Perhaps an answer to that question is something else I learned from this Opinion. I learn that rental properties are priced “per bedroom”.  That means the more bedrooms, the more a landlord can charge. Current regulations cap the occupancy at 3 or 4 renters, depending on the zoning.  By increasing limits, BAFP gives landlords what they want—higher occupancy limits equals more tenants and more tenants equals more income. Huzzah, great news if you’re a landlord!  With higher income potential, investors can easily outbid families for properties.  Project forward a few years and it’s easy to see that more families will be living in another zip code. But there’s a silver lining . . . there will be fewer families to file those annoying noise, trash, and conduct complaints. Party on!

Voters need not fall for BAFP’s false claims. Nor should they fold when BAFP’s dog whistle of heartless treatment of renters is hurled.  Look beyond the headline; consider the (intended or unintended) consequences. We can work together to make a more affordable and inclusive Boulder while rebuilding our neighborhoods. The journey begins with BAFP’s defeat.

Stuart Walker/Boulder

Back off boosters!

The standard operating procedure of the medical establishment in the U.S. has been to ignore the poor, half-ass and ho-hum, the middle class, and fall over itself to over-serve the rich. I’d hoped the COVID vaccines would escape this pattern.

Alas! It’s not to be. Here we are, not a year out from when the first doses not given in clinical trials were released, and we’re chittering about “boosters.” When I was a child, there was a rule at the table that no one got seconds until all who wanted food got firsts. The same should apply here. 

Not only does having nations left behind allow more variants of COVID to thrive (and possibly beat the vaccine), over-vaccinating can cause its own problems. Between the “if some is good, more must be better” mentality, and the grout-counting, profit-dancing, buck-sucking, I wonder that the medical establishment can “lish” its “estabs”!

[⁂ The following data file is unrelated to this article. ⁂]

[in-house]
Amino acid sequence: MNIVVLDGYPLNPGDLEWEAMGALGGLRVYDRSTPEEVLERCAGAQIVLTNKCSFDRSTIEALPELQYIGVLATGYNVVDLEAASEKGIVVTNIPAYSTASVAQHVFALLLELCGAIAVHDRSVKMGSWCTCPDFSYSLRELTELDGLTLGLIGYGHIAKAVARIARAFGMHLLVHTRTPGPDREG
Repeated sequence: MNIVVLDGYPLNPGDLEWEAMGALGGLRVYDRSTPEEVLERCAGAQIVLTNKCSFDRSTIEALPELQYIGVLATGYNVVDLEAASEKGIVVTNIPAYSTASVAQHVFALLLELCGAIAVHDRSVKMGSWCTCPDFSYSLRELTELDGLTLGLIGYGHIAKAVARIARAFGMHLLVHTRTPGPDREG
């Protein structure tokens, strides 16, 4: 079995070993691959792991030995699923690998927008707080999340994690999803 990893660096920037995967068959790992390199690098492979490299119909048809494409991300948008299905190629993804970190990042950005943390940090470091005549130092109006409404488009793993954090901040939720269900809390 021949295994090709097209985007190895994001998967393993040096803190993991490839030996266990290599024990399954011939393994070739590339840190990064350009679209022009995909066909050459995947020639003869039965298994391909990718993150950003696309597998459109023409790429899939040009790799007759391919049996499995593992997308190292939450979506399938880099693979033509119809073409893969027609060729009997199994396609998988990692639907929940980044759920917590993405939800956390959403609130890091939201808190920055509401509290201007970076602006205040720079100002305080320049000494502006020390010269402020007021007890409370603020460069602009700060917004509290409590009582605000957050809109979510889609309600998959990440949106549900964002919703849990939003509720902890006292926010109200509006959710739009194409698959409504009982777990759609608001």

The manufacturers know that the U.S. pays more for meds than any other country, except maybe Israel. A “booster” in the arm of a U.S. citizen racks up more bottom-line fat than any shots in Canada or Europe, what to speak of, say, Nicaragua, Nepal, or Nigeria. Pocket first, even in a pandemic. Shameful!

Lora Hansen-Beard/Boulder

Airplane noise! 

We’ve lived in Boulder for 30 years and I don’t recall it ever being this bad. We understand that Boulder Municipal and Rocky Mountain Metro in Broomfield have grown exponentially in recent years with flight school students practicing takeoffs and landings all day between the two airports. Most of them fly low and some even below the FAA guideline of 1,000 feet. Many of the planes are not transiting. They circle overhead numerous times. Glider planes being towed, circle several times before releasing. And other sources of recreational airplane traffic circling our skies all day have made Boulder unlivable for us now. We are leaving! I cannot believe the governing authorities along with our politicians have allowed the quality of life in Boulder to be degraded like this. There is a Facebook group Quiet Skies Boulder that charts the amount of air traffic in our area and it’s astounding. One person charted 4,600 planes flying over her home in one month. That’s 150 per day! We have come to realize that the handful of people with lots of money who own planes have priority over over the 360.000 residents of Boulder County. Their pleasure supersedes our peace and quiet. Adios Boulder, we are heading to Crestone.

David Segal/Boulder